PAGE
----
Joint Committee On Human Rights Sixth Report

4  Recommendations of the Newton Committee relating to the human rights implications of other Parts of the Act


41. We did not raise any issue relating to freezing orders when we first examined the Bill in 2001. However, it has subsequently become clear that freezing orders may have human rights implications. They would be made by the Treasury, rather than by a judge, and would freeze the assets of named people. They would engage the right to peaceful enjoyment of property under Article 1 of Protocol No. 1 to the ECHR, and the Human Rights Act 1998. They would also engage the right to honour and reputation of the people named, which arises under ECHR Article 8[54] (which is part of UK law) as well as under Article 17 of the International Covenant on Civil and Political Rights (which does not form part of municipal law in the United Kingdom but which binds the United Kingdom in international law).

42. At present, the power under the 2001 Act is not being used, because freezing orders are made under the Terrorism (United Nations Measures) Order 2001, which itself was made under powers conferred by the United Nations Act 1946, section 1. The operation of the freezing orders made under that Order and Act are questionable in human rights terms, because there is no right to appeal against the orders and (despite the Government's contrary view) we consider that judicial review provides only a very limited protection against legislative orders of this kind, except where they contravene European Community law.

43. We therefore endorse the recommendation in the Newton Committee that "freezing orders for specific use against terrorism should be addressed again in primary legislation" and that "freezing orders for other emergency situations, and the safeguards which should accompany them, should be reconsidered on their own merits in the context of more appropriate legislation for emergencies" (paragraphs 149 to 150 of the Newton Committee report).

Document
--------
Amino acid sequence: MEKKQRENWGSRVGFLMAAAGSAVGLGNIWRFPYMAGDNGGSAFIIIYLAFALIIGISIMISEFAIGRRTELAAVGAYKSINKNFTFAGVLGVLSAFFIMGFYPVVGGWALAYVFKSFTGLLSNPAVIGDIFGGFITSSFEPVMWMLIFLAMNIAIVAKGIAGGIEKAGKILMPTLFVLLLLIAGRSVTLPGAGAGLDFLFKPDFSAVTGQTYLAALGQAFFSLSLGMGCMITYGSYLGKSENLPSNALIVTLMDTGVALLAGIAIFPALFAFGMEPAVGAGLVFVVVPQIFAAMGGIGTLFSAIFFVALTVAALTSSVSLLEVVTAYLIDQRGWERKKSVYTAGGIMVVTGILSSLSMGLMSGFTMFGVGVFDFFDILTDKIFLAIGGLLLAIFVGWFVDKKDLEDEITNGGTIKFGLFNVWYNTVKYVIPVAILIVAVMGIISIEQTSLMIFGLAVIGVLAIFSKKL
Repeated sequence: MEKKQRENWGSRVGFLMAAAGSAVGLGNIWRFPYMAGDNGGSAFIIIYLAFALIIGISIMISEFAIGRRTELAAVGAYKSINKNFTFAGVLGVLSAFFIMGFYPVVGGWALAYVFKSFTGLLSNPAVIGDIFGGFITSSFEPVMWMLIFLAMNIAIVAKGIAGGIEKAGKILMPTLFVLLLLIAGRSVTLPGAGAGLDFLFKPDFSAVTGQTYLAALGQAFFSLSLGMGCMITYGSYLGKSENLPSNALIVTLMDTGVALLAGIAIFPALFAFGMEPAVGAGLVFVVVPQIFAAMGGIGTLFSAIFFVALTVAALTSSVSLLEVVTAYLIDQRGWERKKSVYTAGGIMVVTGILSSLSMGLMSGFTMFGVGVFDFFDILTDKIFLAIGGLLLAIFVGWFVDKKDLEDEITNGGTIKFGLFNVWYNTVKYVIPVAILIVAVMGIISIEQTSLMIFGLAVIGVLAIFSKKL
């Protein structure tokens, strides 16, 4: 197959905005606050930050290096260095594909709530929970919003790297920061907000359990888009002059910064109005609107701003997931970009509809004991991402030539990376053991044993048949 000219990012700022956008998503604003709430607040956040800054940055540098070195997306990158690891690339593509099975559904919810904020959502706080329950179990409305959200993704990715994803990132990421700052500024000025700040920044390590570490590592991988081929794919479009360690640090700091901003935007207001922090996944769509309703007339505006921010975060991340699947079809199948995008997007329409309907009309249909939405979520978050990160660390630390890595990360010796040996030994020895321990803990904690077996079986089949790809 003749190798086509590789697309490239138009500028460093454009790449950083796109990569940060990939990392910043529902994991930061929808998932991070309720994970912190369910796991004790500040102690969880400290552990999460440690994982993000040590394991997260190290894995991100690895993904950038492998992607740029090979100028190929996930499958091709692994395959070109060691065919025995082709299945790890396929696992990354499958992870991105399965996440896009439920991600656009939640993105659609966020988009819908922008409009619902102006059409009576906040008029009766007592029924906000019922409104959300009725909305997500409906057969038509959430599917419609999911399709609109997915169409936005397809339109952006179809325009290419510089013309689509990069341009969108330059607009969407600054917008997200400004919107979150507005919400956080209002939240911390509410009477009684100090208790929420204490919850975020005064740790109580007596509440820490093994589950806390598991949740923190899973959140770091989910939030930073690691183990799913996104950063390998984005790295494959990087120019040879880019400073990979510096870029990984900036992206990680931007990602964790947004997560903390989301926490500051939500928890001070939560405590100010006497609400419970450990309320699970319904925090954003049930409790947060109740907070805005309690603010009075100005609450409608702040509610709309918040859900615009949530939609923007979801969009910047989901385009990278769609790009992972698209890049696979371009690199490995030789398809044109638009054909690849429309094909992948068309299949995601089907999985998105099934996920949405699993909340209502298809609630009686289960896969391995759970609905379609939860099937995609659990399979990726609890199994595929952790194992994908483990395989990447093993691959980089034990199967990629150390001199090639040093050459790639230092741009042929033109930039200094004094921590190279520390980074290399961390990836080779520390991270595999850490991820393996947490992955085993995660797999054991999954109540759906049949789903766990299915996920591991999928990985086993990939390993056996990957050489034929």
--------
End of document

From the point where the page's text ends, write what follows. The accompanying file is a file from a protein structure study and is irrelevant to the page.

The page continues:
44. We have, on a number of occasions, drawn attention to the shortage of safeguards for the right to respect for private life (ECHR Article 8) in the provisions of Part 2, which permit a wide range of public authorities to disclose information to investigators in the UK or abroad in respect of any crime, and to the Security and Intelligence Services in the UK. We drew attention to the threat to Article 8 rights when the precursors of the present provisions were contained in the Criminal Justice and Police Bill in the 2000-01 session.[55]

45. The provisions were dropped before the Bill became and Act, but were reintroduced in the Anti-terrorism, Crime and Security Bill in November 2001. Again, we drew attention to the significant risk of a violation of Article 8 rights because of the range of offences covered, the lack of any statutory criteria to govern the disclosure of information, and the lack of procedural safeguards.[56] Nevertheless, the provisions were passed without amendment, and became Part 3 of the Act.